Review of The King’s Players’ fall production, "Eurydice"


A chorus of three stones, a lord of the underworld dressed as a six-year-old in a propeller hat and an elevator to Hades that rains—these things and more make The King’s Players’ adaptation of Eurydice, a modern retelling by playwright Sarah Ruhl of the Greek myth of Orpheus, an enjoyable experience. Thematically, the play is a weighty one. We would expect a story about death and the afterlife to be emotionally taxing. However, Ruhl wrote young, energetic characters into an underworld that reminds the audience more of Alice and Wonderland than the Inferno. The King’s Players' director, Bryan Hunt, who returned after directing TKC alumnus, Grant DeArmitt’s Watson: The Musical, and this cast of eight actors should be commended for bringing us such a delightful production.

Contreras and Orteza as Orpheus and Eurydice, respectively. (Photo by Carey Bustard)

The three-quarter thrust stage caused the audience to feel a closeness to the actors and their goings-on without the actors having to break the fourth wall. Junior, Colton Knoepfle’s set design was innovative, complete with an elevator whose golden doors opened to reveal showers (of rice) raining down on Eurydice, played by Carrie Orteza (’18), and later Orpheus, played by Matthew Contreras (’17).

Another highlight of the play was junior, Benjamin Capitano’s original score. Capitano sat on a raised platform at stage left as a character with an omniscient point of view and a narrative voice of his own as he played his electric cello and music box. Capitano’s hand-made music box played the tune of Orpheus’ love song, “a symphony of twelve instruments,” to Eurydice after her death—it, along with his other musical themes, was crucial to the play, especially since the tale of Orpheus, a musician and poet, cannot be told without this form of art.

The music, along with the chorus of stones, Rachel Kyle ('16), Hope Epperson ('17) and Dagmar Wetherill ('15) took on the roles of interpreters of the play with cues that told the audience what exactly was happening and how the audience was supposed to feel about it. Words sounded like poetry and music in the underworld, where the language is “the language of dead people,” so words at face value do not always make sense. Navigating these language barriers, Eurydice’s father, Taylor Pope (’15), whom she meets again in Hades, explains the idea of fatherhood to her through the analogy of a tree. He tries to tell her about names, since the River Styx makes people forget, saying, “I heard your name inside the rain—somewhere between the drops—I saw falling letters.”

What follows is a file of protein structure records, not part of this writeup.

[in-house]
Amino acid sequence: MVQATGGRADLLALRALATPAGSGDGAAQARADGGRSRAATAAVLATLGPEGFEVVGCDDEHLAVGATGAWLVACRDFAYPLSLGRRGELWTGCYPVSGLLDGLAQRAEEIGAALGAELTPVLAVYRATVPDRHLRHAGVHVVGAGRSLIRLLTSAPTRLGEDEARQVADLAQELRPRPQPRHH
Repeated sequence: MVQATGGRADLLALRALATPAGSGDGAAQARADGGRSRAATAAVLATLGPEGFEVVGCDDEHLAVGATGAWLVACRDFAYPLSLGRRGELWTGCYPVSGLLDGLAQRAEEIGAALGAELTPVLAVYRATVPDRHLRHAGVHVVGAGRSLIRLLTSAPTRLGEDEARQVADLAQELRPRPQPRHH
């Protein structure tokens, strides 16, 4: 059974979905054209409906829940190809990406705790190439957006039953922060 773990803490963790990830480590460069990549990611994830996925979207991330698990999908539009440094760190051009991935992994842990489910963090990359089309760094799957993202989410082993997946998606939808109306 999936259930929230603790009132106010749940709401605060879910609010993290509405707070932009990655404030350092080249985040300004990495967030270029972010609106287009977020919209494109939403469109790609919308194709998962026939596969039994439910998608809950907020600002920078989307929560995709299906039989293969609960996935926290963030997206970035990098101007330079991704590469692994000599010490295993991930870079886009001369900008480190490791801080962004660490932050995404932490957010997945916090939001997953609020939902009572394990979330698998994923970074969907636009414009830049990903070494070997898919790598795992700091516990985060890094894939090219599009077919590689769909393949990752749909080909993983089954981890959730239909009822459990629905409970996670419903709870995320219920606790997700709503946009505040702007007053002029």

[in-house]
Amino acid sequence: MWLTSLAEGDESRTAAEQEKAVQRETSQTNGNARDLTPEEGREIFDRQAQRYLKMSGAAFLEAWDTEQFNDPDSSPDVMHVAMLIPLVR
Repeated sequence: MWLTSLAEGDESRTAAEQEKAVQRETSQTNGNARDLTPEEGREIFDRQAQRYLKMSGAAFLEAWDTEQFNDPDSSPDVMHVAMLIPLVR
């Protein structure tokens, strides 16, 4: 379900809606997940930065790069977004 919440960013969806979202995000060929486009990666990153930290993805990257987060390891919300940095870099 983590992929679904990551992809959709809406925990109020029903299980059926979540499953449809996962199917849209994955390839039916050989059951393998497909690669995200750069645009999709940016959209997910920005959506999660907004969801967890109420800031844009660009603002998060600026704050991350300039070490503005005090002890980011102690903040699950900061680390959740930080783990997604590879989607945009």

The stones also had lines that they chanted as musical poetry. They spoke in unison and seemed to have arranged their lines to sound like music with different tonalities and dissonance. And the stones made everyone laugh, a lot. They were charming, at times sweet and at other times impish. Wetherill, as the Big Stone, had a New Jersey accent that was especially humorous.

The Stones of Eurydice. (Photo by Carey Bustard)

While I did not get a real sense of foreboding from the Nasty Interesting Man, Zachary Owens (’18) had perfect comedic timing as the lord of the underworld. From his entrance onstage pushing a Razor scooter, to his temper tantrum outbursts, Owens did everything right.

Pope was another standout comedian. His bits with the envelope-licking and the page flipping had the audience in stitches, and yet we hung on every word of his letter to Eurydice before her wedding day as it turned to a more somber note. Contreras also gave an earnest performance when he read his love letters to Eurydice, promising to rescue her from the dead.

Orteza and Contreras captured the innocence and childlike wonder of the world that characterizes Ruhl’s Eurydice and Orpheus. Orteza was especially energetic and wide-eyed, as she bounced around in her tulle wedding dress, designed by Kayla Redd ('16). She displayed the same sense of physical comedy and timing as her fellow actors.

Orteza’s performance would have benefited from a deeper understanding and savoring of Eurydice’s poetic language, with especially beautiful lines like, “A wedding is for fathers and daughters. They stop being married to each other on that day.” It also would have been compelling to see more contours of the relationship between Eurydice and Orpheus and to witness the nuanced dynamics between them as they change and grow over the course of the play.

Overall, what the Players did with Eurydice was humorous, clever and beautiful, and I hope everyone who had the chance to see it enjoyed it as much as I did.